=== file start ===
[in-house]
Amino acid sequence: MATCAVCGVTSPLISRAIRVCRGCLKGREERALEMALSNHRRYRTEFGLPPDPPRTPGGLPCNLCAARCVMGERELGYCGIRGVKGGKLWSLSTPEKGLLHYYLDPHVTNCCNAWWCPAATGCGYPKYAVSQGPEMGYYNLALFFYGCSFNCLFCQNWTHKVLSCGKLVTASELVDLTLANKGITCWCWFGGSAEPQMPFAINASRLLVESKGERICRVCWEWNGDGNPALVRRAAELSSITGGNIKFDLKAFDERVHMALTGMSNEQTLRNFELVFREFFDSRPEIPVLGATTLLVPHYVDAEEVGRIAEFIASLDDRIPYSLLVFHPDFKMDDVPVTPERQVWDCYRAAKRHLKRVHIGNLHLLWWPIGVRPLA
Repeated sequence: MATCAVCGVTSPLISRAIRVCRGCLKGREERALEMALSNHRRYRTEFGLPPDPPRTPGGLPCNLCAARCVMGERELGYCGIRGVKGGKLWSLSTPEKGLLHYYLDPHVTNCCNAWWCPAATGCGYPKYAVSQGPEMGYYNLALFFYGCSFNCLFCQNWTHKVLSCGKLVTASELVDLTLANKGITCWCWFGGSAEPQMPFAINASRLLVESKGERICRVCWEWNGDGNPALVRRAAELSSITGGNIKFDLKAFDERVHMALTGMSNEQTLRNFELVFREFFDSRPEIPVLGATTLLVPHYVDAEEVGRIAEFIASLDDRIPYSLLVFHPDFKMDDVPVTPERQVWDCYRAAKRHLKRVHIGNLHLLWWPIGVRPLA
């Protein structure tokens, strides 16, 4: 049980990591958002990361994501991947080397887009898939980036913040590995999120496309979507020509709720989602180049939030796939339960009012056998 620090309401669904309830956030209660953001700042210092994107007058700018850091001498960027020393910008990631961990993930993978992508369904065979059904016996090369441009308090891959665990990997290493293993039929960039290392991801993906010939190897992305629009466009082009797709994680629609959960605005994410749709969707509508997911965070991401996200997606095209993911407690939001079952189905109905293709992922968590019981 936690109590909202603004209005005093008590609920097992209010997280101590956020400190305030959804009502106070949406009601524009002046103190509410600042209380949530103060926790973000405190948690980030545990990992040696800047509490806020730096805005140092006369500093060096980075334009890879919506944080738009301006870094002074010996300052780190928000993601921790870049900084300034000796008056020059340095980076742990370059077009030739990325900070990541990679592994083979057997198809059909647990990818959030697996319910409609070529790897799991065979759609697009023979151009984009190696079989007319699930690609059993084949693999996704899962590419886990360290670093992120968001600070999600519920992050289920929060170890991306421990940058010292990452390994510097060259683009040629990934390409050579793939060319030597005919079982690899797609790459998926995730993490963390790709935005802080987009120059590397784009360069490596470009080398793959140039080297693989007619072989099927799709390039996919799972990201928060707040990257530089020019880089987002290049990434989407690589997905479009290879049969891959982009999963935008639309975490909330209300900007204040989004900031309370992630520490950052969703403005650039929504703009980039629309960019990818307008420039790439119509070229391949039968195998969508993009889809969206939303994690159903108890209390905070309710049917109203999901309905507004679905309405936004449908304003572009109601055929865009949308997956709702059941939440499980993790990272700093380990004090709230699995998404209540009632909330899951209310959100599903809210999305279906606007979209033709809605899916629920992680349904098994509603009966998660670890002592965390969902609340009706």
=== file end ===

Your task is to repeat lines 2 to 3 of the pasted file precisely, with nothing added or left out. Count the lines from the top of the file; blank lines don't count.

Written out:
Amino acid sequence: MATCAVCGVTSPLISRAIRVCRGCLKGREERALEMALSNHRRYRTEFGLPPDPPRTPGGLPCNLCAARCVMGERELGYCGIRGVKGGKLWSLSTPEKGLLHYYLDPHVTNCCNAWWCPAATGCGYPKYAVSQGPEMGYYNLALFFYGCSFNCLFCQNWTHKVLSCGKLVTASELVDLTLANKGITCWCWFGGSAEPQMPFAINASRLLVESKGERICRVCWEWNGDGNPALVRRAAELSSITGGNIKFDLKAFDERVHMALTGMSNEQTLRNFELVFREFFDSRPEIPVLGATTLLVPHYVDAEEVGRIAEFIASLDDRIPYSLLVFHPDFKMDDVPVTPERQVWDCYRAAKRHLKRVHIGNLHLLWWPIGVRPLA
Repeated sequence: MATCAVCGVTSPLISRAIRVCRGCLKGREERALEMALSNHRRYRTEFGLPPDPPRTPGGLPCNLCAARCVMGERELGYCGIRGVKGGKLWSLSTPEKGLLHYYLDPHVTNCCNAWWCPAATGCGYPKYAVSQGPEMGYYNLALFFYGCSFNCLFCQNWTHKVLSCGKLVTASELVDLTLANKGITCWCWFGGSAEPQMPFAINASRLLVESKGERICRVCWEWNGDGNPALVRRAAELSSITGGNIKFDLKAFDERVHMALTGMSNEQTLRNFELVFREFFDSRPEIPVLGATTLLVPHYVDAEEVGRIAEFIASLDDRIPYSLLVFHPDFKMDDVPVTPERQVWDCYRAAKRHLKRVHIGNLHLLWWPIGVRPLA